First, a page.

Bob Woodward, most famous for his investigations of the Watergate scandal with fellow journalist Carl Bernstein, spoke to student and local media this afternoon about his work as a journalist and author, and about the war in Iraq.
Woodward, whose latest book “State of Denial” will serve as a centerpiece for his presentation at 7:30 p.m. in the Ben Light Gymnasium in the Hill Center, said the war has put the White House under stress and under siege.
“There is a pattern [of the Bush administration] of denying reality and sometimes even treating reality as wrong,” Woodward said. He said their political theatrics, such as the “Mission Accomplished” speech in 2003, have further confused the American public.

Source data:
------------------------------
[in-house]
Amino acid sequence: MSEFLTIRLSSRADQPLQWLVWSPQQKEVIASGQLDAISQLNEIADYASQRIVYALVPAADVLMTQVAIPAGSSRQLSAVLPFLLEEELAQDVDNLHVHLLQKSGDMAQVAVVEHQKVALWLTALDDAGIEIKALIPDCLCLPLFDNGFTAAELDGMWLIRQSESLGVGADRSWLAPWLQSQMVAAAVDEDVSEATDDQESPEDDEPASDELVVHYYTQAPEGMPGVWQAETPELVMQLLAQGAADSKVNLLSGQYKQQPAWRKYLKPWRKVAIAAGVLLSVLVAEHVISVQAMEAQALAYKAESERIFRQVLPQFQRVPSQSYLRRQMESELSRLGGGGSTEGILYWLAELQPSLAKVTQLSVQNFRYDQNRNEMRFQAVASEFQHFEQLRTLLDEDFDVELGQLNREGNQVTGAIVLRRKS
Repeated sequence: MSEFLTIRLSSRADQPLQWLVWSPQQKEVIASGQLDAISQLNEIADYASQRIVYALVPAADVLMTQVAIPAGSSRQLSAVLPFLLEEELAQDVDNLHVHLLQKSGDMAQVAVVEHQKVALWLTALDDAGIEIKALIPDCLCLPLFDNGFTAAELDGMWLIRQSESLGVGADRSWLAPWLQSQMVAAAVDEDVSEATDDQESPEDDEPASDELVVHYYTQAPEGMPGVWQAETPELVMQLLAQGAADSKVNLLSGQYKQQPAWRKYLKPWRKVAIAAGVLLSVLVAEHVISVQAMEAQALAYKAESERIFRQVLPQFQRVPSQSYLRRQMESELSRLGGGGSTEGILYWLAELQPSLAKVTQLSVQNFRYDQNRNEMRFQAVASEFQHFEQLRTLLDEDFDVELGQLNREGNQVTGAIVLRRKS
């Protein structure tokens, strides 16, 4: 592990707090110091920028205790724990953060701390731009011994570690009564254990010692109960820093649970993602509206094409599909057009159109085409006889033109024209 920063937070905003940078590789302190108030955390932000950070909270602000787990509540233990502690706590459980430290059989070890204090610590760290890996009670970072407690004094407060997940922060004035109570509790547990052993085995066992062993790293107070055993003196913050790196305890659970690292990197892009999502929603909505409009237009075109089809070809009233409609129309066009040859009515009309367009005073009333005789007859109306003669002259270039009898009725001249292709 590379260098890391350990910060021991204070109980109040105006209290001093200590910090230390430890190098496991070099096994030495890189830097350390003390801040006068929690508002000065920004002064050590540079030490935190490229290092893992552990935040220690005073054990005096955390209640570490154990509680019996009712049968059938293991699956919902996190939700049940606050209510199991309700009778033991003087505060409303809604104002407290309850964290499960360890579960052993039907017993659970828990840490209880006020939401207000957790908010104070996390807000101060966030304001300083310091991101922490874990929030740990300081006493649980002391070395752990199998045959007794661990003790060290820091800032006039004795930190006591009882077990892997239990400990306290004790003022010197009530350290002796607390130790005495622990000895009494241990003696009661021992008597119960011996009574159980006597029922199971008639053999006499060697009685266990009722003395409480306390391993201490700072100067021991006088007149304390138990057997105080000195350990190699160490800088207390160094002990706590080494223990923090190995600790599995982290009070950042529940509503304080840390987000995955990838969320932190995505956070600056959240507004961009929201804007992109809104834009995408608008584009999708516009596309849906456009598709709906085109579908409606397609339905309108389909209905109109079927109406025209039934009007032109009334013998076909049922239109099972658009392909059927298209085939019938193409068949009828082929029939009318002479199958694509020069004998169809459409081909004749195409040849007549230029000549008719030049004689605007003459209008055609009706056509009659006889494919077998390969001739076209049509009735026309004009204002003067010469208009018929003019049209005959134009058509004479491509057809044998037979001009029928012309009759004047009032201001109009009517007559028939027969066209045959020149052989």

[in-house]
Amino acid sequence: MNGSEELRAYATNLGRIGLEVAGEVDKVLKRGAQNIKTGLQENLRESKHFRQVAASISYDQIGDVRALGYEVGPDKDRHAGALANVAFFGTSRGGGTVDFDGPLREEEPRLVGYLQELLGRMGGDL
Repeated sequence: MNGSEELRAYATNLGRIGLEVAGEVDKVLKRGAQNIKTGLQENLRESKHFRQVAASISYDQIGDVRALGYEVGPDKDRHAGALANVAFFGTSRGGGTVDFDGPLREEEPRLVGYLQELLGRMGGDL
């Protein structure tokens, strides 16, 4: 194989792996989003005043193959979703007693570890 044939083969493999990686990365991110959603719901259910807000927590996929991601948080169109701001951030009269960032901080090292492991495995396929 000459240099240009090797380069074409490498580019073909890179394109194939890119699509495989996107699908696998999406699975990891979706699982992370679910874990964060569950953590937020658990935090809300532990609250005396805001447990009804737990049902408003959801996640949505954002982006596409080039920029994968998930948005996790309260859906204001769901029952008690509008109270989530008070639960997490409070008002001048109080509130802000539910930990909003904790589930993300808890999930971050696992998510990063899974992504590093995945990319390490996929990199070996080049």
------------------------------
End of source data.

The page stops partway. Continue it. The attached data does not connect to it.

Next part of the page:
“We’re owed the truth at this point,” he said. “It’s the starting point of democracy.”
But Woodward said the press, including himself, did not report the beginning of the war as aggressively as they should have. He said because of this, the nation has not been mobilized.
“People have really become numb to what’s going on,” he said.
Woodward also offered advice to students hoping to have a career in media, a field, he said, is based on speed and impatience.
“The best journalism happens when you take your time with strong issues,” he said. “We shouldn’t be in a rushing mentality.”